Methamphetamine is a powerful, highly addictive stimulant that affects the central nervous system. It can come in several different forms, including tablets, powder, or crystals (often called crystal meth or ice).

Methamphetamine can be taken in several ways:

  • Smoking
  • Swallowing (a pill)
  • Snorting
  • Injecting the powder that has been dissolved in water/alcohol

The ‘high’ from methamphetamine starts and fades quickly, so people often take repeated doses, sometimes for several days at a time.


Like many drugs, methamphetamine increases the amount of the natural chemical dopamine in the brain. Dopamine is involved in motivation and creating a feel-good sensation, rewarding behaviour that stimulates this area of the brain. Methamphetamine rapidly releases high levels of dopamine, which reinforces drug-taking behaviour so that the user wants to repeat the experience, which leads to addiction.

In low to moderate doses, methamphetamine can elevate the user’s mood, increase wakefulness and physical activity, and decrease appetite. It can also cause faster breathing, a rapid or irregular heartbeat and increase blood pressure and body temperature.

At very high doses, it can cause psychosis, muscle breakdown, seizures and bleeding on the brain. Chronic high-dose use can lead to unpredictable and rapid mood swings, stimulant psychosis (such as paranoia, hallucinations and delirium) and violent behaviour.

Methamphetamine addiction, and addiction in general, is a disease of the brain that is not caused by a single factor. It is believed that addiction to methamphetamine and other drugs is caused by a number of factors, such as environment, psychology, genetics and brain chemistry. The most common causes and risk factors associated with methamphetamine addiction include:


Being exposed to addiction as part of daily life at a young age and having easy access to methamphetamine may make someone more likely to develop an addiction. Abuse, stress or trauma may also lead an individual to methamphetamine addiction.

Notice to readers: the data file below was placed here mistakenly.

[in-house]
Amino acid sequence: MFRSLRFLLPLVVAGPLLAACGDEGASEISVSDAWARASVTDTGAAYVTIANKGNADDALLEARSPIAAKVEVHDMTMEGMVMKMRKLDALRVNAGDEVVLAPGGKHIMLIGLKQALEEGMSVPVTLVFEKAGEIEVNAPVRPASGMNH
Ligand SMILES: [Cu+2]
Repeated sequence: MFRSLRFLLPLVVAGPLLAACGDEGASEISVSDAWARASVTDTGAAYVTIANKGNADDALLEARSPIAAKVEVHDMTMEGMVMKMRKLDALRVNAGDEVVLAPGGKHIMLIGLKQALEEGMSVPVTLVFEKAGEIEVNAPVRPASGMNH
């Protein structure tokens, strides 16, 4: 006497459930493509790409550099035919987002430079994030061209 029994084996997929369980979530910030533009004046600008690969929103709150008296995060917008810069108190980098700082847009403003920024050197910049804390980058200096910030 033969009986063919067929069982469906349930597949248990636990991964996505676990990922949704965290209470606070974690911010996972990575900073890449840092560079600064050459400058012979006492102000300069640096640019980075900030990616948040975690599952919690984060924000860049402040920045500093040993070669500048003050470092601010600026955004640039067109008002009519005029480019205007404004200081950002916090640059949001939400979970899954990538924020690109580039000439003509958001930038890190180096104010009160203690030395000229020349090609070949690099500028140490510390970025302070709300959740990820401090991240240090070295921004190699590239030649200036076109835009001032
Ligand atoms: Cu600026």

People who are susceptible to peer pressure may be more likely to develop a methamphetamine addiction, alongside individuals who engage in risk-taking behaviour.

A family history of drug abuse and/or addiction increases the chances of developing a methamphetamine addiction. In addition, a family history of mental health disorders is known to heighten someone’s risk of developing addictions.

Addiction is a disorder of the brain’s reward system and illness or injury can affect this area of the brain. Mental health issues linked to brain chemistry can also impact on someone’s chances of developing a methamphetamine addiction.

Drug abuse is different to drug addiction. Drug abuse is often the first step on the road to addiction, and methamphetamine abuse can make it difficult for people to handle their usual responsibilities at work and at home. It may also lead people to behave in a way they wouldn’t usually and develop physical side effects.

Addiction means the user has a strong urge to take a drug, regardless of the consequences. An addiction develops once someone becomes more tolerant of the drug and needs to take more to achieve the same results and/or suffers from withdrawal symptoms without it. Methamphetamine is a highly addictive stimulant, and its use can lead to very strong psychological and physical dependence, especially if it is injected or smoked.

Methamphetamine addiction usually causes cravings, which means that, despite understanding that a drug has harmful effects, the person continues to take it.